We moved into this house after leaving a townhouse in Crofton. In that home, we tried to grow vegetables but the back yard was shaded and was suitable for the native shade-loving plants I planted. The front was the sunny part and it was a very small terraced garden. We grew our three tomato plants out there and some peonies (I LOVE peonies).
When we came here, we loved the vast possibilities presented by our 3/4 acre plot. We seemed to add garden bed after garden bed every year. I was joking that my husband planned to cover Eldersburg in raised beds. We went from two to 4 to 7 and added a berry patch with a fence to house my raspberries and blueberries. And since the goal was to grow as much as we could, the attractiveness factor of the garden took a back seat. We did try to make it pretty by lining the paths between the raised beds with pea gravel. It WAS very nice for a short period of time. But without continuous weeding, the pea gravel turned ugly very quickly.
This year, we plan to reconfigure the garden with new garden beds that will be surrounded by an attractive minimalist fence covered with hardware cloth, something similar in design to this:
It would be larger than this but the idea is the same: maximize garden beds by running them along the fence and make the beds more narrow to allow for easier weeding. Normally, raised beds are recommended to be 4′ wide. I don’t know who can weed such a bed, because I certainly can’t. Granted, I’m pretty short, but still, 4′ seems to be just too wide. The beds that would go along the edge of the fence would be 2′ wide.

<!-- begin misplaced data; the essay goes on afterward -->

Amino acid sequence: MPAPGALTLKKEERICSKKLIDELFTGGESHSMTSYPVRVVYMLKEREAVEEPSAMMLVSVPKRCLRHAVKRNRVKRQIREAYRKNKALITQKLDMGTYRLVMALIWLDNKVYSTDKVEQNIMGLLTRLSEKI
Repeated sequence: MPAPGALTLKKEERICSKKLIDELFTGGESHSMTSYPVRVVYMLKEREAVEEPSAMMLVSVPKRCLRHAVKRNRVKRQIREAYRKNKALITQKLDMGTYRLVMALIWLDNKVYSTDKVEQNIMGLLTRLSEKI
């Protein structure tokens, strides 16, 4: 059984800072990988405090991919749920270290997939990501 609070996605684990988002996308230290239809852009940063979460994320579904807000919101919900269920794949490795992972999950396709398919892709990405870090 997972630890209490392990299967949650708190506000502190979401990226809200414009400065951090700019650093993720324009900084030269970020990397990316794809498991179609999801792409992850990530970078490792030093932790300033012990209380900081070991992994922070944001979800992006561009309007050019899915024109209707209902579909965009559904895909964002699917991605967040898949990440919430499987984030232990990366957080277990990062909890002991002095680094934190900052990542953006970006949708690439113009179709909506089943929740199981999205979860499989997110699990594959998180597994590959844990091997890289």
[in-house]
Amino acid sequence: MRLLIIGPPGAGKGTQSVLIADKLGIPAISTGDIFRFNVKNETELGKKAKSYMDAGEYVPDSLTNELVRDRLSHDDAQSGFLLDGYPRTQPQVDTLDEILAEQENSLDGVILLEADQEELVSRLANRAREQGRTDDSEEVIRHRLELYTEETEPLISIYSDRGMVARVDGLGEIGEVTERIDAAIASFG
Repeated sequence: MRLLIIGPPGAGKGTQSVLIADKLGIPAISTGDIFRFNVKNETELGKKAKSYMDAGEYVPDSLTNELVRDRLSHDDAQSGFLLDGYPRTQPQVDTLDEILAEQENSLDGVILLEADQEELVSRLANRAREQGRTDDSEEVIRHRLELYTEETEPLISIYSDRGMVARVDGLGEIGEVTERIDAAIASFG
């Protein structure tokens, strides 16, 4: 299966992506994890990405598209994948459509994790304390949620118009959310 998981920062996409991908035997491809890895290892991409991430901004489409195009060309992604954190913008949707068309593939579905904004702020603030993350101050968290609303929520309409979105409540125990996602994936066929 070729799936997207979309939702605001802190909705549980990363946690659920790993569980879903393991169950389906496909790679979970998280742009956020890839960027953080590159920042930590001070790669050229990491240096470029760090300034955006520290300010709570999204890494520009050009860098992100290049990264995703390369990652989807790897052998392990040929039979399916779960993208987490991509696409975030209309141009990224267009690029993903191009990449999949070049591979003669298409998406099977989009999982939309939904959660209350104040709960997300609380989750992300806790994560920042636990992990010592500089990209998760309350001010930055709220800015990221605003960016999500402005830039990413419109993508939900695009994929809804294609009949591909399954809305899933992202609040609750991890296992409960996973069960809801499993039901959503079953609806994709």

This is what it looks like currently:
Not very charming. Granted, we had pulled up two of the garden beds in the fall, knowing we were going to redesign. Yesterday we pulled up the fencing which involved removing the chicken wire apron that we extended into the grass, that was fun. That pile of leaves next to the new garden bed overwintered there nicely. With the fence down, the chickens had access to it and spent MANY happy hours destroying the pile and spreading it EVERYWHERE.
This is my berry patch:
This angle is looking up toward the house, the coop and the above garden beds that are being worked on. The tiered square boxes on the left are where I had my strawberries. This berry patch also holds my blueberry bushes and the raspberry plants. I tore out the raspberries last fall as the variety, Heritage, was not as prolific or tasty as the new ones I planted.
The problem with having strawberries so far away from the house is that I would completely forget to harvest them. By the time I remembered, either birds or slugs had ruined them.
Through trial and many errors, I have learned my preferred growing/harvesting style: rather than having a huge bumper crop of one food in a short span of time, I prefer to have the ripening and harvest spread out. It suits our life better. If you get 15 pounds of anything in a week, you better have a plan for it! So June bearing strawberries are off the list. A few years ago I purchased Mara des Bois strawberry plants, the variety is an everbearing type which fruits from spring to the first frost. With the everbearing types, I have been able to harvest approximately a quart of strawberries every week. This is much more manageable.
In the space which previously held the strawberries and the raspberries, there will now be 4 currants and 4 blackberry plants. I mapped out the area to allow 3-4 feet between plants and from the fence.
Now to get the holes ready.